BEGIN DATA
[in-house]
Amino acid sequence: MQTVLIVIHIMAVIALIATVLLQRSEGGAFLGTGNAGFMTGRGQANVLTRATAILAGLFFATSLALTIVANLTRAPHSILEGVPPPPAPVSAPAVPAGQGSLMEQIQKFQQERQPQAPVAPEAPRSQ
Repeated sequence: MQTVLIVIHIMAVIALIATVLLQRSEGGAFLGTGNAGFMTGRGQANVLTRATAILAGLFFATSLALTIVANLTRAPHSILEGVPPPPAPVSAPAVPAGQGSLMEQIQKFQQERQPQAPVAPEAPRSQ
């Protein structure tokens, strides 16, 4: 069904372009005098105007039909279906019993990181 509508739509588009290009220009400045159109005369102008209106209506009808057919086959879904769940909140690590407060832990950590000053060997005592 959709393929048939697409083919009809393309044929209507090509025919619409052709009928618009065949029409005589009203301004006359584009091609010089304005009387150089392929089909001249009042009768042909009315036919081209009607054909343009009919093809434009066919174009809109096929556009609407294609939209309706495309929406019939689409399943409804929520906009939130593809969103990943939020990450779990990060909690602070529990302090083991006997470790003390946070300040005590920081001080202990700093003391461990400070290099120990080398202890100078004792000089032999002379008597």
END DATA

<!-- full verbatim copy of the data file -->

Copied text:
[in-house]
Amino acid sequence: MQTVLIVIHIMAVIALIATVLLQRSEGGAFLGTGNAGFMTGRGQANVLTRATAILAGLFFATSLALTIVANLTRAPHSILEGVPPPPAPVSAPAVPAGQGSLMEQIQKFQQERQPQAPVAPEAPRSQ
Repeated sequence: MQTVLIVIHIMAVIALIATVLLQRSEGGAFLGTGNAGFMTGRGQANVLTRATAILAGLFFATSLALTIVANLTRAPHSILEGVPPPPAPVSAPAVPAGQGSLMEQIQKFQQERQPQAPVAPEAPRSQ
């Protein structure tokens, strides 16, 4: 069904372009005098105007039909279906019993990181 509508739509588009290009220009400045159109005369102008209106209506009808057919086959879904769940909140690590407060832990950590000053060997005592 959709393929048939697409083919009809393309044929209507090509025919619409052709009928618009065949029409005589009203301004006359584009091609010089304005009387150089392929089909001249009042009768042909009315036919081209009607054909343009009919093809434009066919174009809109096929556009609407294609939209309706495309929406019939689409399943409804929520906009939130593809969103990943939020990450779990990060909690602070529990302090083991006997470790003390946070300040005590920081001080202990700093003391461990400070290099120990080398202890100078004792000089032999002379008597």